The new kid on the block, Pinterest has got a lot of people “Pinterested” to say the least. One of the key factors here is the largely female user base – initially as high as 97% (!). So the obvious take here is how teams can look to market to their female fan base on a site like this. Pinterest is essentially a larger pin board in which users can display things that they like. It’s gotten a lot of legs very quickly, and some teams have been quick to take note, such as the Pittsburgh Penguins.

While the jury may still be out on Pinterest (was this simply a case of #Pinsanity?), it’s carving out a place in social marketing that it worth taking note of.

In summary – with dedicated resources for social marketing, the goal is to be nimble and use a multi-platform approach:

  • Be where your fans are – and there are millions of them in these places
  • Provide unique value and content pertaining to each platform’s strengths
  • Avoid redundancy in what you post
  • This is a dynamic space in terms of platform scalability/features but also in niche
  • Fans First. Social media should be social, don’t just post – interact, engage, share, thank and converse

Social Media and the Rise of “Fanscots”


First off – “What is a Fanscot?” you are asking…

In an effort to coin a term, I am inventing the word FANSCOT. A Fanscot is a sports fan who has also become a mascot. Famous fans have been around for decades – people like Morganna the Kissing Bandit, The FanMan or Rainbow Wig Guy, but these fans were not really mascots. They were fans (per say) but not really tied to a particular team.

Every arena or stadium has had their share of the “Superfan“, which is basically an individual who attends the event (often, all of them) dressed in a crazy way, with lights, signs, horns – you name it…

Now, there is a new breed of fan, the Fanscot. These Fanscots are really like an un-official mascot. A fan who takes it to the next level and creates a character and attends the game as a character. For example:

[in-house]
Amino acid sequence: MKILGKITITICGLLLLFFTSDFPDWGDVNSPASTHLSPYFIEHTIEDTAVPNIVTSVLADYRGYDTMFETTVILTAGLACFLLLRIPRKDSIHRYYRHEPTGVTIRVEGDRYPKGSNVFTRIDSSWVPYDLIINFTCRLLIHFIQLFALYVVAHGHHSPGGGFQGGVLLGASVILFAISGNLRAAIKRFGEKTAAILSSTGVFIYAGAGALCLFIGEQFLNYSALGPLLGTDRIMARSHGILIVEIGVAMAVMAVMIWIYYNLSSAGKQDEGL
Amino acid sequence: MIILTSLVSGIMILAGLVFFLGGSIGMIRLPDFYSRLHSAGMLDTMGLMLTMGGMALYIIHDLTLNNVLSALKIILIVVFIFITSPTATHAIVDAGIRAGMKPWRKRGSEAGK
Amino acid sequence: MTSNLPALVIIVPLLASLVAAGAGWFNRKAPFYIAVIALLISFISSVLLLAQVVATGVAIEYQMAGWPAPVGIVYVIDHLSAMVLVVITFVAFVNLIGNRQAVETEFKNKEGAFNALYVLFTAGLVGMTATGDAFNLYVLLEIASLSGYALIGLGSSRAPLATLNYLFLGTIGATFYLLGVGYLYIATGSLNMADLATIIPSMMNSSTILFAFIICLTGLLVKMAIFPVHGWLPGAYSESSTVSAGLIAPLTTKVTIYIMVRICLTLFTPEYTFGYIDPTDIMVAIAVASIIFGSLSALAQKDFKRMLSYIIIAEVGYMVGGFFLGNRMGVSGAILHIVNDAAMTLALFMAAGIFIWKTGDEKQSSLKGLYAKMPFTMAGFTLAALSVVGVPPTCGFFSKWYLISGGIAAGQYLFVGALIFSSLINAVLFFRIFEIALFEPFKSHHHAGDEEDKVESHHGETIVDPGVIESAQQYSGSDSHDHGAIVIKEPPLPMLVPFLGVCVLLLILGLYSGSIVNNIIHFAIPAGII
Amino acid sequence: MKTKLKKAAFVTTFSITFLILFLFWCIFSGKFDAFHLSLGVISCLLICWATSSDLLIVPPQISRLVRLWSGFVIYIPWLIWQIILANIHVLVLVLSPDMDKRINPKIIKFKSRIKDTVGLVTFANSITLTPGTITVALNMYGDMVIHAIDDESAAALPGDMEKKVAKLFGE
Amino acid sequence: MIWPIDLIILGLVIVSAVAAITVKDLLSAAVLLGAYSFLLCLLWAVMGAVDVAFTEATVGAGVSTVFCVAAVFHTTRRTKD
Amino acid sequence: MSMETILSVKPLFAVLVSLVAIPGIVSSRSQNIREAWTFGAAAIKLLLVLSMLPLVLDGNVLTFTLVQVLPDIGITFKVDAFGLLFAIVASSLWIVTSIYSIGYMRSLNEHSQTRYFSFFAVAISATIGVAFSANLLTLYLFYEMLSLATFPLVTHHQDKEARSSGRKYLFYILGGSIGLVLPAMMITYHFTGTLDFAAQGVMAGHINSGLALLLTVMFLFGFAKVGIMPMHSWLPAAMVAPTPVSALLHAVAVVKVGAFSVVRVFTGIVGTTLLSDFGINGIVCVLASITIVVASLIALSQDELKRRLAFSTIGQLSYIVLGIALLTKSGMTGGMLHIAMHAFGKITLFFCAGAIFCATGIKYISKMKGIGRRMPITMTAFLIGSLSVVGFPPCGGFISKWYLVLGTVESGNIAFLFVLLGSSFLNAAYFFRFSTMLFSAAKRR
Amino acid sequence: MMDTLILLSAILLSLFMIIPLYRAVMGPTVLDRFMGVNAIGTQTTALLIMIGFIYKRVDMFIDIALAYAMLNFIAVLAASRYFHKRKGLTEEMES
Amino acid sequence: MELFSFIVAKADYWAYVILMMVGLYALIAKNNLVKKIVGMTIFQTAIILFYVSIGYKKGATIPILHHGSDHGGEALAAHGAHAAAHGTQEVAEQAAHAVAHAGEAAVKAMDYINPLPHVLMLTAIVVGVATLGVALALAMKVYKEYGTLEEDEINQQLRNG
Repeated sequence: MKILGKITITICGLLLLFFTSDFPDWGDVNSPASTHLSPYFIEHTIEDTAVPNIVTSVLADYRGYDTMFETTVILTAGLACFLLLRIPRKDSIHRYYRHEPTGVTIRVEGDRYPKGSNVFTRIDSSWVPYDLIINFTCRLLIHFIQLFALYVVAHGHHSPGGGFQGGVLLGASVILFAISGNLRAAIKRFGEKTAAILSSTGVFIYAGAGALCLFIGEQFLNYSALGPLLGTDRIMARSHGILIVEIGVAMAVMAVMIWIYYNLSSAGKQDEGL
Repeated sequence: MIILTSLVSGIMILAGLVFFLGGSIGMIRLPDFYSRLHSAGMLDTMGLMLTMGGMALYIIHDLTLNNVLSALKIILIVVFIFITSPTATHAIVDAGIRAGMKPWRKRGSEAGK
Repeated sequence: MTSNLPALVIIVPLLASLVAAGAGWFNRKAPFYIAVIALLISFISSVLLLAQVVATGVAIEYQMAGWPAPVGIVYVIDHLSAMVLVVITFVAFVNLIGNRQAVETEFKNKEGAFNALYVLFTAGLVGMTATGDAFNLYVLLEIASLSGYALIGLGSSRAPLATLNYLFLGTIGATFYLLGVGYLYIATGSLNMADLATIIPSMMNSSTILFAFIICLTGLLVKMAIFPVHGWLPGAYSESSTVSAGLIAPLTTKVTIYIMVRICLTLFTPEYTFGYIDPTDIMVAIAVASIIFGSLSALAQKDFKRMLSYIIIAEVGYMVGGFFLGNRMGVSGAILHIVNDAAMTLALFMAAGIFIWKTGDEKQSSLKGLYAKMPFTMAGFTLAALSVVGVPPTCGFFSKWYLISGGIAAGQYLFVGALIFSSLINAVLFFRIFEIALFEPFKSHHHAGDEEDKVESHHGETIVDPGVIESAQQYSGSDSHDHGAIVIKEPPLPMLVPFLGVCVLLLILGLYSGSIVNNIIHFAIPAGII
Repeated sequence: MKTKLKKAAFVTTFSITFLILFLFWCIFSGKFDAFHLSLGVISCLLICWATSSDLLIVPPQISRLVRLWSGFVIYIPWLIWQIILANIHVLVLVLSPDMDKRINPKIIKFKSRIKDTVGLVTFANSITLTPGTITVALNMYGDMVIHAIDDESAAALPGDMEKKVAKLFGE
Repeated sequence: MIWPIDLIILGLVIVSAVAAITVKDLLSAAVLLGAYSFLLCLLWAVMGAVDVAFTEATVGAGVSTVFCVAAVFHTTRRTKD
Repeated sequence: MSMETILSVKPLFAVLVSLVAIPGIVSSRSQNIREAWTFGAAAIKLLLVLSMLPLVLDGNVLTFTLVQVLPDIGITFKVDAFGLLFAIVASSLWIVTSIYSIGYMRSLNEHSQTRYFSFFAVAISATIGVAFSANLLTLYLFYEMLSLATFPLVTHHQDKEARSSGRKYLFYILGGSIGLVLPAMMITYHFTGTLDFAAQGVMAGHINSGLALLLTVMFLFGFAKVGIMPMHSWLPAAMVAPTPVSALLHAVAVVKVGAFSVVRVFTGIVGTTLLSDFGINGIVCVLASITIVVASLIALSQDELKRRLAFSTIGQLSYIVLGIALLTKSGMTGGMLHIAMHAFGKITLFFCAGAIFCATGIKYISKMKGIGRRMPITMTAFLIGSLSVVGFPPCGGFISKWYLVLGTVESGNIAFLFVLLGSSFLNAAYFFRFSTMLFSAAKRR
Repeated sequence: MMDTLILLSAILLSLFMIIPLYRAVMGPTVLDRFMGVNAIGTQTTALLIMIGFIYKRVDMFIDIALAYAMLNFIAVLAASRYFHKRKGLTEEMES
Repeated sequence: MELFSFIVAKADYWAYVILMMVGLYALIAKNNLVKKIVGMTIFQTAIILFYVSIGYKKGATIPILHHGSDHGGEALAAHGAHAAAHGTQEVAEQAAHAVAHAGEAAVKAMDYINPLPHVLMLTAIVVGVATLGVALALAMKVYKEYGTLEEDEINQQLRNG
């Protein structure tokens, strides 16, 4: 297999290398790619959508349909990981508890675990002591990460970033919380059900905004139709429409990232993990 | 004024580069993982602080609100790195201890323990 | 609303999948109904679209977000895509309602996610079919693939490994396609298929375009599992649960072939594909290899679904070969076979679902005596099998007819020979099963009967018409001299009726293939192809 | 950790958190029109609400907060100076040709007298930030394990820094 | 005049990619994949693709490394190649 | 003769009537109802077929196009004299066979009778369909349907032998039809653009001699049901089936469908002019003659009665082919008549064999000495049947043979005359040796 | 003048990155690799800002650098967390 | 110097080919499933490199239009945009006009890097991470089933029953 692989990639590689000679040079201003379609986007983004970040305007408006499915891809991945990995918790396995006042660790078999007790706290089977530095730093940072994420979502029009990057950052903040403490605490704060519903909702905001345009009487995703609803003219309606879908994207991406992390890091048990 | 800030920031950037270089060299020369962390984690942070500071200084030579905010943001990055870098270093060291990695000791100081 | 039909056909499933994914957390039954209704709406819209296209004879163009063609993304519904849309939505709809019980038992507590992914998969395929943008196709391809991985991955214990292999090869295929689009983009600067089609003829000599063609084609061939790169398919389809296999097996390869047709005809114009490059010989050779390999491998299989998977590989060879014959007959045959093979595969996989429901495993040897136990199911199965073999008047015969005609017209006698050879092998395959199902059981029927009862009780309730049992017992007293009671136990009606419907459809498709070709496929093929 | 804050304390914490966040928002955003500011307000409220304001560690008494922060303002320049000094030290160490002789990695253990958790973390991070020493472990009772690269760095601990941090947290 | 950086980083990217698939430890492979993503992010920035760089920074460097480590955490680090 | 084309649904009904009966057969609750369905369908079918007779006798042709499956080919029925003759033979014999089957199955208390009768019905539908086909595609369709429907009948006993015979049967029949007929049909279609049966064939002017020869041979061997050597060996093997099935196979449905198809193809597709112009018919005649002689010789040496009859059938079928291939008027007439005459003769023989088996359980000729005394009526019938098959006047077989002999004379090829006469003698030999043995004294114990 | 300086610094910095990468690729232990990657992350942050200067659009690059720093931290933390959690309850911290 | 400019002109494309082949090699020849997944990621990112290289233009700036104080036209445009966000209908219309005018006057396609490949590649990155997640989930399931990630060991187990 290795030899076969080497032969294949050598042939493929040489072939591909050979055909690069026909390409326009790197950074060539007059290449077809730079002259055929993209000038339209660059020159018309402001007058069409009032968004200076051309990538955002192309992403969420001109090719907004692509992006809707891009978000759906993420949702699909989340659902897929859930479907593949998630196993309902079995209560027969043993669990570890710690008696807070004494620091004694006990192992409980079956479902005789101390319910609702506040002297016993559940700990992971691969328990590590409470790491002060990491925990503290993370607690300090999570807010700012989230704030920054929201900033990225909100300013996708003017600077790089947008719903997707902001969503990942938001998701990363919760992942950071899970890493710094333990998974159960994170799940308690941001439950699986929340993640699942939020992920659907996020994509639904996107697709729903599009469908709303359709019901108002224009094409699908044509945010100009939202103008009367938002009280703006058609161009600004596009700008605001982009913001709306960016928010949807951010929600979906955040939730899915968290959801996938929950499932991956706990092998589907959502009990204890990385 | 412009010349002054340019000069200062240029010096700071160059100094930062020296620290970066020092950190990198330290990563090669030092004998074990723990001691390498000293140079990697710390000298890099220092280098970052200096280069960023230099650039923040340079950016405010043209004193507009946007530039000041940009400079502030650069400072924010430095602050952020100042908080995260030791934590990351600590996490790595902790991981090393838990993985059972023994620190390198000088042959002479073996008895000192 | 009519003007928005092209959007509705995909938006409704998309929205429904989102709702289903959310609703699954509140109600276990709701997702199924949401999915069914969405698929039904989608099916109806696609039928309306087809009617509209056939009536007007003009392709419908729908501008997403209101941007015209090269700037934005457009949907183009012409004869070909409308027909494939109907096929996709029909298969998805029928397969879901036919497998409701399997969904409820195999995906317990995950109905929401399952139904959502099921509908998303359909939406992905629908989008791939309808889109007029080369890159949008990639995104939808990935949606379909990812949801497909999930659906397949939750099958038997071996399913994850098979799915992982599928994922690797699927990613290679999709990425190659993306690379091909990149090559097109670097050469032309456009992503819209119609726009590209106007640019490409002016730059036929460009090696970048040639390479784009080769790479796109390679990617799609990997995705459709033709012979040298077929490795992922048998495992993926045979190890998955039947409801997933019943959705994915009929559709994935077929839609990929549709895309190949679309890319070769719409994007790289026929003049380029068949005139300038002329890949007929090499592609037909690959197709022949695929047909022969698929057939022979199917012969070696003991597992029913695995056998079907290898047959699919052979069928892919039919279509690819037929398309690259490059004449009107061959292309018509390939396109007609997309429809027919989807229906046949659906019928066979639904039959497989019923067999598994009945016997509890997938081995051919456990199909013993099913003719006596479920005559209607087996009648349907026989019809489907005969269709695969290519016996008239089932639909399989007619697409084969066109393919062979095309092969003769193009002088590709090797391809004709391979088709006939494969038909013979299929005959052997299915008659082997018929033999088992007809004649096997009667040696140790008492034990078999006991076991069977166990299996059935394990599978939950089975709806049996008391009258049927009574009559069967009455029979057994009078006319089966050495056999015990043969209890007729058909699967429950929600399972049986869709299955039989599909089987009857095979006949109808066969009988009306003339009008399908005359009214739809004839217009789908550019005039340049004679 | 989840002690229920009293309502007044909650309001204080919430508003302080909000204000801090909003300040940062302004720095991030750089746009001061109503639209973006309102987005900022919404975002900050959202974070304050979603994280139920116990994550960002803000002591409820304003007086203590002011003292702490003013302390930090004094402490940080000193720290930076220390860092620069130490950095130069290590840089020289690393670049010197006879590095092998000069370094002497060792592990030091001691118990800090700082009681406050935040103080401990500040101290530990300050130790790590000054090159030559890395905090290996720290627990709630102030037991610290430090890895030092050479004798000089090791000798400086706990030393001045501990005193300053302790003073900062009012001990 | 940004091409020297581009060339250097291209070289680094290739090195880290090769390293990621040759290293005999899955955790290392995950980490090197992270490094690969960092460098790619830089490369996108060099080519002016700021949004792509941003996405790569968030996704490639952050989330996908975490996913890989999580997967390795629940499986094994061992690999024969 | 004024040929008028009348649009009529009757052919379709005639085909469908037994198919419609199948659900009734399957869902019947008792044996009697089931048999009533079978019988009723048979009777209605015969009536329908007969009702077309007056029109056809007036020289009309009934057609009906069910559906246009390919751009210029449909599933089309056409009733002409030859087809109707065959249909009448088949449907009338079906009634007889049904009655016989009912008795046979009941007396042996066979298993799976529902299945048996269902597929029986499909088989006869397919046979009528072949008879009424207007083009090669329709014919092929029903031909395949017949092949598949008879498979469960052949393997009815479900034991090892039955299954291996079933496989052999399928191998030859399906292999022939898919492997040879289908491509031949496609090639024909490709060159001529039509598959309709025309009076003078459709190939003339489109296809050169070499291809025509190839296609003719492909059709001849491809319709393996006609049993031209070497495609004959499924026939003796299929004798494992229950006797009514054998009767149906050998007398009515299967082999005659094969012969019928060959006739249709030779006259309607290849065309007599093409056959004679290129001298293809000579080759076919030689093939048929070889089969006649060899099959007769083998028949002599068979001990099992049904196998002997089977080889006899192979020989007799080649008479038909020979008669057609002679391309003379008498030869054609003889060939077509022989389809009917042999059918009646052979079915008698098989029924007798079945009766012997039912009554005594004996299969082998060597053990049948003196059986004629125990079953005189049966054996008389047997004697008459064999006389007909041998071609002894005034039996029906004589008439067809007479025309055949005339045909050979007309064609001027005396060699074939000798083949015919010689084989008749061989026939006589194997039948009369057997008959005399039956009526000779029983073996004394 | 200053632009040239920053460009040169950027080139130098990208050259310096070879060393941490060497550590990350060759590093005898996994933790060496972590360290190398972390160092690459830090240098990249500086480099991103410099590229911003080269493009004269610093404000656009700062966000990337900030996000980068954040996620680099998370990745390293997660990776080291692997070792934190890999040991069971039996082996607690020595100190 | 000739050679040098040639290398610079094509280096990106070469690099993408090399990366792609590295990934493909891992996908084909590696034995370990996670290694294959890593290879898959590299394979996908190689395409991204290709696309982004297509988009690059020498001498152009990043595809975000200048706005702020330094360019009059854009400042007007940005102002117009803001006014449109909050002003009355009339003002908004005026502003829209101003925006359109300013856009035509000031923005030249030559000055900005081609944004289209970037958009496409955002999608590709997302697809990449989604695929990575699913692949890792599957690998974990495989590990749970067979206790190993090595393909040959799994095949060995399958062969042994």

1. The Capstronaut of the Washington Capitals
  2. The Green Men of the Vancouver Canucks

In the background, these fans are well enjoyed by all during the games but now have a life of their own on Social Media platforms. Capstronaut has over 600 fans of his own on Facebook, and the Green Men currently have over 27,000 (more than some NHL teams themselves).

What’s the point? Look at the power social media can have – anyone can leverage these tools and create a buzz. Imagine what can happen when Marketing embraces social media…

Know of another Fanscot? Let me know!

(Thanks to @trevorturnbull for the inspiration for this post!)

Social Media and 15 Minutes of Fame


“In the future, everyone will be famous for 15 minutes.”

Most people cite Marshall McLuhan as a visionary (me too) in the evolution of the Internet, but let’s take a closer look at Andy Warhol. I mean, have you ever tried to read McLuhan? Really? It’s pretty dense, very academic. In Warhol, here is someone who was very interested in using different media, a variety of image sources, and was much more “user friendly” – so to speak.

While Warhol was famous for many reasons, the quote above is probably the most repeated. And he was right…

Consider social media sites like YouTube. It is 100% user driven content – and it promotes, if not helps to manufacture, the 15 minute celebrity (Obama girl comes to mind). I would think that Warhol would definitely consider 2008 as the future and his prediction is completely true.  The same goes for Facebook, Linkedin… and Twitter (where everyone is famous for 15 seconds at a time). If you are not famous in 2008, it’s simply because you choose not to – the tools are right here at hand, literally. And they are free.

Of course, the goal of social medial is not make everyone famous (but we are getting there). Social media allows engagement and connectivity, what we do with it is another story.

What is your story?